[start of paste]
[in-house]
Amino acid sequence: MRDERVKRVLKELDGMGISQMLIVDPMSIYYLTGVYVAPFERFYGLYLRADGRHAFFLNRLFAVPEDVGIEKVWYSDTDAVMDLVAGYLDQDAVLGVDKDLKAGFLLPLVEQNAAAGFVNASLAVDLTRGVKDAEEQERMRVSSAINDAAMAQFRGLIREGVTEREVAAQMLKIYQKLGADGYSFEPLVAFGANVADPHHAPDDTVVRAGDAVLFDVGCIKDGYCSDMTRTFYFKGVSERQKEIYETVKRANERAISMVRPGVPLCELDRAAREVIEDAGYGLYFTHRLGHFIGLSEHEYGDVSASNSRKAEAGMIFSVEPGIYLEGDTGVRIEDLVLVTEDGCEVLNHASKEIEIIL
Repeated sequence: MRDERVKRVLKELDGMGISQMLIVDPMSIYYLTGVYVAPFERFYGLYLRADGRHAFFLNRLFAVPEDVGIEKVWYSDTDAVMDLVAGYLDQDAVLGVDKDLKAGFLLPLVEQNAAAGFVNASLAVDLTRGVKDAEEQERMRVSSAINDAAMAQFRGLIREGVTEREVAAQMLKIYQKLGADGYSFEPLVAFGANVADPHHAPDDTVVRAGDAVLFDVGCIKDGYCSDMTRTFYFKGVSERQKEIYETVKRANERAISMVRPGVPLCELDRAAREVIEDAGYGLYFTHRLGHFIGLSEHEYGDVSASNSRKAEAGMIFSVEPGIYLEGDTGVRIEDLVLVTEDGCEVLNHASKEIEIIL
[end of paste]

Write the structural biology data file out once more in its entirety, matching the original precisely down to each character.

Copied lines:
[in-house]
Amino acid sequence: MRDERVKRVLKELDGMGISQMLIVDPMSIYYLTGVYVAPFERFYGLYLRADGRHAFFLNRLFAVPEDVGIEKVWYSDTDAVMDLVAGYLDQDAVLGVDKDLKAGFLLPLVEQNAAAGFVNASLAVDLTRGVKDAEEQERMRVSSAINDAAMAQFRGLIREGVTEREVAAQMLKIYQKLGADGYSFEPLVAFGANVADPHHAPDDTVVRAGDAVLFDVGCIKDGYCSDMTRTFYFKGVSERQKEIYETVKRANERAISMVRPGVPLCELDRAAREVIEDAGYGLYFTHRLGHFIGLSEHEYGDVSASNSRKAEAGMIFSVEPGIYLEGDTGVRIEDLVLVTEDGCEVLNHASKEIEIIL
Repeated sequence: MRDERVKRVLKELDGMGISQMLIVDPMSIYYLTGVYVAPFERFYGLYLRADGRHAFFLNRLFAVPEDVGIEKVWYSDTDAVMDLVAGYLDQDAVLGVDKDLKAGFLLPLVEQNAAAGFVNASLAVDLTRGVKDAEEQERMRVSSAINDAAMAQFRGLIREGVTEREVAAQMLKIYQKLGADGYSFEPLVAFGANVADPHHAPDDTVVRAGDAVLFDVGCIKDGYCSDMTRTFYFKGVSERQKEIYETVKRANERAISMVRPGVPLCELDRAAREVIEDAGYGLYFTHRLGHFIGLSEHEYGDVSASNSRKAEAGMIFSVEPGIYLEGDTGVRIEDLVLVTEDGCEVLNHASKEIEIIL